Gorman estimates about 2% of Maui Grown Therapies’ customers are residents of Molokai and Lanai. They can board return flights because passengers on commuter flights to Molokai or Lanai from Kahului Airport do not have to pass through TSA screening.
Some of them have been regular customers since the dispensary opened two years ago, Gorman said.
Nakata said she was not surprised that patients resort to breaking the law to access a dispensary, but that the health department does not condone it because it might place them at risk.
“It’s true, there’s a lot of things that you can do and probably get away with,” she said. “But if you’re that unfortunate person that gets caught …”
Nakata said she could not think of a legal alternative for patients who are unable to grow their own marijuana on Lanai or Molokai.
“Dispensaries and cannabis users want to live in the light.” — Pedro Haro, executive director of a cannabis trade association
While some patients may have found a loophole to avoid possible prosecution, it’s still important for the state to pass a law officially legalizing interisland transport of medical marijuana, Haro said.
“The medical cannabis dispensary system (and) the Department of Health, would like to operate within laws as much as possible,” Haro said. “It’s an industry that, once we have decided that this is a legal and safe medical intervention, it shouldn’t have to live in the shadows anymore.”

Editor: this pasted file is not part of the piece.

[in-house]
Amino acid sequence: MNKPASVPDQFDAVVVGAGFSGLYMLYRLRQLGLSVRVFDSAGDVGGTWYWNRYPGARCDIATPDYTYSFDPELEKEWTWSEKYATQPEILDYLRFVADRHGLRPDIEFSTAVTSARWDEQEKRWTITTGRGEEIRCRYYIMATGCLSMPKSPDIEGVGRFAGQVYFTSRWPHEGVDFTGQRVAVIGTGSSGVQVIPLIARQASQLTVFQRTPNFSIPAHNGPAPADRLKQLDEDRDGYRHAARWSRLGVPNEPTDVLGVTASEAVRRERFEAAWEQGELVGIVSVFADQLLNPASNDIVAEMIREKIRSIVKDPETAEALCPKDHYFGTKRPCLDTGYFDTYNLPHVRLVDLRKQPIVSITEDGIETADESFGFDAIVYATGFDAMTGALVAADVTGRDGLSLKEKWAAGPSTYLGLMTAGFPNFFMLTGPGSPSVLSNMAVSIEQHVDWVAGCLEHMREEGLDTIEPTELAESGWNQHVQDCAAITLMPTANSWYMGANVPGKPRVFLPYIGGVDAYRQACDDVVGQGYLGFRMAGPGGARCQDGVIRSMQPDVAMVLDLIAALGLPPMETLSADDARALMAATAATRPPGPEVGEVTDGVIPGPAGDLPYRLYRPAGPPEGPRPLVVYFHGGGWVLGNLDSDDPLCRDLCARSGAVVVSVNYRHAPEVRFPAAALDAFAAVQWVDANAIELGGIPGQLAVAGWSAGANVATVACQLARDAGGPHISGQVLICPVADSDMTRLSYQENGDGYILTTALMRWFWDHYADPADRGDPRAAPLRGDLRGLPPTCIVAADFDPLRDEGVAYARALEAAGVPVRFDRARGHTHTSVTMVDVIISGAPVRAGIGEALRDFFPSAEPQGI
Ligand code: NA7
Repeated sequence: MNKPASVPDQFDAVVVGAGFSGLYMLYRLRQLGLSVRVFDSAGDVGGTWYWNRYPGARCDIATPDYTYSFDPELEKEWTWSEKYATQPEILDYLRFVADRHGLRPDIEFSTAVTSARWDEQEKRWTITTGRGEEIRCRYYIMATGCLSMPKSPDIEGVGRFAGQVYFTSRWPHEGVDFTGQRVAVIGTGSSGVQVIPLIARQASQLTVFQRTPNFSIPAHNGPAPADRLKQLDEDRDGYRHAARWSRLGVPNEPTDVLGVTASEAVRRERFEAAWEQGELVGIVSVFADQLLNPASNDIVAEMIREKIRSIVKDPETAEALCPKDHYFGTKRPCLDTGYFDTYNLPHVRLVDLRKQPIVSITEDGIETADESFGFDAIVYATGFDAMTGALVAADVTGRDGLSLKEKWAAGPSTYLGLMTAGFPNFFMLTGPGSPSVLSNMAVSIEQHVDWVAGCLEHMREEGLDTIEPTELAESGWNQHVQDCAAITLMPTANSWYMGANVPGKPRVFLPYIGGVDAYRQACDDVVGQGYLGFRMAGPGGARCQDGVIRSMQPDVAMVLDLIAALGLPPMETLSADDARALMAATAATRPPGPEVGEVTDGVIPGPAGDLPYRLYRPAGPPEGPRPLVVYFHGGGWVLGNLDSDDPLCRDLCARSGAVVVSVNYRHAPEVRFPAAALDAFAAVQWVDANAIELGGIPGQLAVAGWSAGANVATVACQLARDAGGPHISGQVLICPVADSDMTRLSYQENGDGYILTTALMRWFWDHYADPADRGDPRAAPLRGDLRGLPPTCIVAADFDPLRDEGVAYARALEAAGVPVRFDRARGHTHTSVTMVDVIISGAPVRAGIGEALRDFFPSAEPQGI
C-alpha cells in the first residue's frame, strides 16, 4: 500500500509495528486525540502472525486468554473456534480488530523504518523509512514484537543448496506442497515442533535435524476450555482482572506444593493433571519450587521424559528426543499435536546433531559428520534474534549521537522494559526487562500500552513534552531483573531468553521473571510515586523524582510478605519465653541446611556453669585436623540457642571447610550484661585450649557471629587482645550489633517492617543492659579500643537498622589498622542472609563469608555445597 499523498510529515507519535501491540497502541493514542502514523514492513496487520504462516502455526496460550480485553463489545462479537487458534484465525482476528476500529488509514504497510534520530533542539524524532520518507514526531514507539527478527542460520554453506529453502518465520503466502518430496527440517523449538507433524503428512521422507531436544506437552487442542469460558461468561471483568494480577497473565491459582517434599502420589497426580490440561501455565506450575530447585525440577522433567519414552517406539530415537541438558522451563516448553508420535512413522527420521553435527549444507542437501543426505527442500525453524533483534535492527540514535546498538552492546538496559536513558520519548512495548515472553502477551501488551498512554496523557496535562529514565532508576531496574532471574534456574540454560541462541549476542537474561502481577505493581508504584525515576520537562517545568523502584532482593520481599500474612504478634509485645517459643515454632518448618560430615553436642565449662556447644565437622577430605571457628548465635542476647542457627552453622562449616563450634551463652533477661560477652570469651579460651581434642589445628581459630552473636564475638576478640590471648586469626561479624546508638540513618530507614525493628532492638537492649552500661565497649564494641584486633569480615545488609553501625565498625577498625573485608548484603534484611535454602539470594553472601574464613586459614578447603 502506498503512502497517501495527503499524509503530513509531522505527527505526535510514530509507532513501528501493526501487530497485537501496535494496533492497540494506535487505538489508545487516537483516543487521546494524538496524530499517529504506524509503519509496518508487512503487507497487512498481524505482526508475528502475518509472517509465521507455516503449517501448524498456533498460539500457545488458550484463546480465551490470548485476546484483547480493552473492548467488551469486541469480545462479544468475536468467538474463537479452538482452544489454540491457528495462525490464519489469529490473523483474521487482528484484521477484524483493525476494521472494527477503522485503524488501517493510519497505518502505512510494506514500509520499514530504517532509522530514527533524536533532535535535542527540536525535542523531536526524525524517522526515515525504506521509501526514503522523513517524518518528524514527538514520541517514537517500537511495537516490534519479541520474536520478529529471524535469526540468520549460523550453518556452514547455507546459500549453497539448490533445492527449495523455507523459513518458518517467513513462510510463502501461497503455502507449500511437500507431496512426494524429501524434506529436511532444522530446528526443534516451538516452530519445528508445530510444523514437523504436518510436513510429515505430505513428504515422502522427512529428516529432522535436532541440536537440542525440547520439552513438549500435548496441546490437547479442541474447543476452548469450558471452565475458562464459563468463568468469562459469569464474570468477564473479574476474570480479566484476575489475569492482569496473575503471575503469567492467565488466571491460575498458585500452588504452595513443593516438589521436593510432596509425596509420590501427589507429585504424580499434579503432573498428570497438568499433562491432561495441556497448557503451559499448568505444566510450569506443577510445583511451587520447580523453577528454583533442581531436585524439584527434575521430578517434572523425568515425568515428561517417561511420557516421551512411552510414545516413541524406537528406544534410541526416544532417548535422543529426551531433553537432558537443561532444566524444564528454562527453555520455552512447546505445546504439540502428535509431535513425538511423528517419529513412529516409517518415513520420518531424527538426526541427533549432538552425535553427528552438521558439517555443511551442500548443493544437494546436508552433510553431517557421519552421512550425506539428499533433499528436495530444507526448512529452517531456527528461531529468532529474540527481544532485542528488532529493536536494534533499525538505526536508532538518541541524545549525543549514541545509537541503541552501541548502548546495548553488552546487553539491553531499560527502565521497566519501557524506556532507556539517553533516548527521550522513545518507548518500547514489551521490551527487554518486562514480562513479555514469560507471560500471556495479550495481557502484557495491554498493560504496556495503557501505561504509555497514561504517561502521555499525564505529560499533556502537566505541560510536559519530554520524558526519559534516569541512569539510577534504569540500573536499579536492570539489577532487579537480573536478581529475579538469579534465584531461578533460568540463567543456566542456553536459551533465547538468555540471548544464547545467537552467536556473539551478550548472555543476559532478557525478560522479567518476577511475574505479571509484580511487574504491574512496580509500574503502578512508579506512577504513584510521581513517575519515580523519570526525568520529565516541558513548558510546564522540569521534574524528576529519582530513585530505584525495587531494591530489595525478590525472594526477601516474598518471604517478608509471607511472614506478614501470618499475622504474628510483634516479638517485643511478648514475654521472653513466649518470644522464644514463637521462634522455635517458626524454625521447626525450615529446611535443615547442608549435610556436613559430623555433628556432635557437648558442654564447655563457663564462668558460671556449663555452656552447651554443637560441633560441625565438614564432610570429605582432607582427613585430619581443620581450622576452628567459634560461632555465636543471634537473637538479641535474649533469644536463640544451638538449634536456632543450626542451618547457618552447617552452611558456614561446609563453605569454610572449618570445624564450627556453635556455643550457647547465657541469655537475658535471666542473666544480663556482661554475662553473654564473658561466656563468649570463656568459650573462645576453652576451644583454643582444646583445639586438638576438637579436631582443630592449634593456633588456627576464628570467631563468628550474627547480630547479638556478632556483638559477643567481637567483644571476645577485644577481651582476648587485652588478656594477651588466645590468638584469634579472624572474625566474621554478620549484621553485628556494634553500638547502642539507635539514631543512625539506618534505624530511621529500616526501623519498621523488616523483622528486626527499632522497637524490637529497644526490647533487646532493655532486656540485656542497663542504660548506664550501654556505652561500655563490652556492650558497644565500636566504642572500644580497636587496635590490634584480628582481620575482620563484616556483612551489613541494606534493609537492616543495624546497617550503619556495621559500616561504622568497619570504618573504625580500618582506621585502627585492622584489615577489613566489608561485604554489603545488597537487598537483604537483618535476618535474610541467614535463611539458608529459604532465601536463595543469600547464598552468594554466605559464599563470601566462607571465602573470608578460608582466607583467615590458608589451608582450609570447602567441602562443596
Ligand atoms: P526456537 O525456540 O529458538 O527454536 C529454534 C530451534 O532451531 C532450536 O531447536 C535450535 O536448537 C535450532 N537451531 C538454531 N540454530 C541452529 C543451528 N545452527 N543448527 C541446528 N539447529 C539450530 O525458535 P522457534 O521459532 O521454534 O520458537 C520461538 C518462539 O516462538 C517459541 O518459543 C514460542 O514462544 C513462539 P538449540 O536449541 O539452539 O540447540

“Dispensaries and cannabis users want to live in the light,” he said.
Passing laws to reinforce the legitimacy and legality of medical marijuana would help remove the stigma surrounding medical cannabis, Haro said.
“Somebody who is in their 70s, treating pain associated with cancer treatment, doesn’t have to feel like they have to hide their medical intervention, doesn’t have to feel like they’re doing something that is negative, or prohibited.”
In vetoing the HB 290, Ige opposed the will of both the state Senate, which supported it 24 to 1, and the House of Representatives, on a vote of 39 to 12.
Ige wrote in his statement of objections that, because interisland flights travel over federal waters, it would have given patients “false comfort” that they would be safe from federal law outlawing marijuana.